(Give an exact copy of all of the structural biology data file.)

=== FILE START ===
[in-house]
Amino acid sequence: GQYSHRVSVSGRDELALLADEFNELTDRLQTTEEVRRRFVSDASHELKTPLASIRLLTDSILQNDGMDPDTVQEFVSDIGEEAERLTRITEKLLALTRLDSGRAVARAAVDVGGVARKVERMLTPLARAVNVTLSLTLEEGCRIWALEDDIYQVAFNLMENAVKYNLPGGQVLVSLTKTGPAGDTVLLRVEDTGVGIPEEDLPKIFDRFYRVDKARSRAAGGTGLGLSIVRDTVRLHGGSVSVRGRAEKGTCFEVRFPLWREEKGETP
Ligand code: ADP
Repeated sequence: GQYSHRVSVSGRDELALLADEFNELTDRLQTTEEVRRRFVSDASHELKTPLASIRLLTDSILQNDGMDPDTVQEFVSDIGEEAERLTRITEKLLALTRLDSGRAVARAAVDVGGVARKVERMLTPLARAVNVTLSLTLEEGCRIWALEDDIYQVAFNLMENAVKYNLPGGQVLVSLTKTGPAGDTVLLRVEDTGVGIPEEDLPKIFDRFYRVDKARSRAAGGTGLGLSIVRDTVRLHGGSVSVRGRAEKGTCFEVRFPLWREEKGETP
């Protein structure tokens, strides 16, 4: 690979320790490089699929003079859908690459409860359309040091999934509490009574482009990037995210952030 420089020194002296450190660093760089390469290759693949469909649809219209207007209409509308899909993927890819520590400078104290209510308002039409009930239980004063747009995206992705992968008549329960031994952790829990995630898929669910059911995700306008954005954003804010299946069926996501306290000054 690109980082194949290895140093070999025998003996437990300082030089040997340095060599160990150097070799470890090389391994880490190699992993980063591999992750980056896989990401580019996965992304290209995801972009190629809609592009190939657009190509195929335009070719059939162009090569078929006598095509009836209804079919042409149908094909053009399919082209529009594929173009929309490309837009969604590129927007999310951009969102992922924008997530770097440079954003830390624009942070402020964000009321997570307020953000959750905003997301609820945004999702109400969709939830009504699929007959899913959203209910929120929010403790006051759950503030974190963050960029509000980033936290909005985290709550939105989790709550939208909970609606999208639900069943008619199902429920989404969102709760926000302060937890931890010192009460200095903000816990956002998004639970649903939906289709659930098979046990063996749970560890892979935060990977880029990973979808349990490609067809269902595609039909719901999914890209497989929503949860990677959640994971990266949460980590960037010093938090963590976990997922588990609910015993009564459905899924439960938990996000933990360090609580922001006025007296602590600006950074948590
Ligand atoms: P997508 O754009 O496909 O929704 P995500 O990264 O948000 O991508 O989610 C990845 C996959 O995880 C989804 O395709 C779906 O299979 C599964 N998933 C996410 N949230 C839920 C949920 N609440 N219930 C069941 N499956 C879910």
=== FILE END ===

[in-house]
Amino acid sequence: GQYSHRVSVSGRDELALLADEFNELTDRLQTTEEVRRRFVSDASHELKTPLASIRLLTDSILQNDGMDPDTVQEFVSDIGEEAERLTRITEKLLALTRLDSGRAVARAAVDVGGVARKVERMLTPLARAVNVTLSLTLEEGCRIWALEDDIYQVAFNLMENAVKYNLPGGQVLVSLTKTGPAGDTVLLRVEDTGVGIPEEDLPKIFDRFYRVDKARSRAAGGTGLGLSIVRDTVRLHGGSVSVRGRAEKGTCFEVRFPLWREEKGETP
Ligand code: ADP
Repeated sequence: GQYSHRVSVSGRDELALLADEFNELTDRLQTTEEVRRRFVSDASHELKTPLASIRLLTDSILQNDGMDPDTVQEFVSDIGEEAERLTRITEKLLALTRLDSGRAVARAAVDVGGVARKVERMLTPLARAVNVTLSLTLEEGCRIWALEDDIYQVAFNLMENAVKYNLPGGQVLVSLTKTGPAGDTVLLRVEDTGVGIPEEDLPKIFDRFYRVDKARSRAAGGTGLGLSIVRDTVRLHGGSVSVRGRAEKGTCFEVRFPLWREEKGETP
């Protein structure tokens, strides 16, 4: 690979320790490089699929003079859908690459409860359309040091999934509490009574482009990037995210952030 420089020194002296450190660093760089390469290759693949469909649809219209207007209409509308899909993927890819520590400078104290209510308002039409009930239980004063747009995206992705992968008549329960031994952790829990995630898929669910059911995700306008954005954003804010299946069926996501306290000054 690109980082194949290895140093070999025998003996437990300082030089040997340095060599160990150097070799470890090389391994880490190699992993980063591999992750980056896989990401580019996965992304290209995801972009190629809609592009190939657009190509195929335009070719059939162009090569078929006598095509009836209804079919042409149908094909053009399919082209529009594929173009929309490309837009969604590129927007999310951009969102992922924008997530770097440079954003830390624009942070402020964000009321997570307020953000959750905003997301609820945004999702109400969709939830009504699929007959899913959203209910929120929010403790006051759950503030974190963050960029509000980033936290909005985290709550939105989790709550939208909970609606999208639900069943008619199902429920989404969102709760926000302060937890931890010192009460200095903000816990956002998004639970649903939906289709659930098979046990063996749970560890892979935060990977880029990973979808349990490609067809269902595609039909719901999914890209497989929503949860990677959640994971990266949460980590960037010093938090963590976990997922588990609910015993009564459905899924439960938990996000933990360090609580922001006025007296602590600006950074948590
Ligand atoms: P997508 O754009 O496909 O929704 P995500 O990264 O948000 O991508 O989610 C990845 C996959 O995880 C989804 O395709 C779906 O299979 C599964 N998933 C996410 N949230 C839920 C949920 N609440 N219930 C069941 N499956 C879910």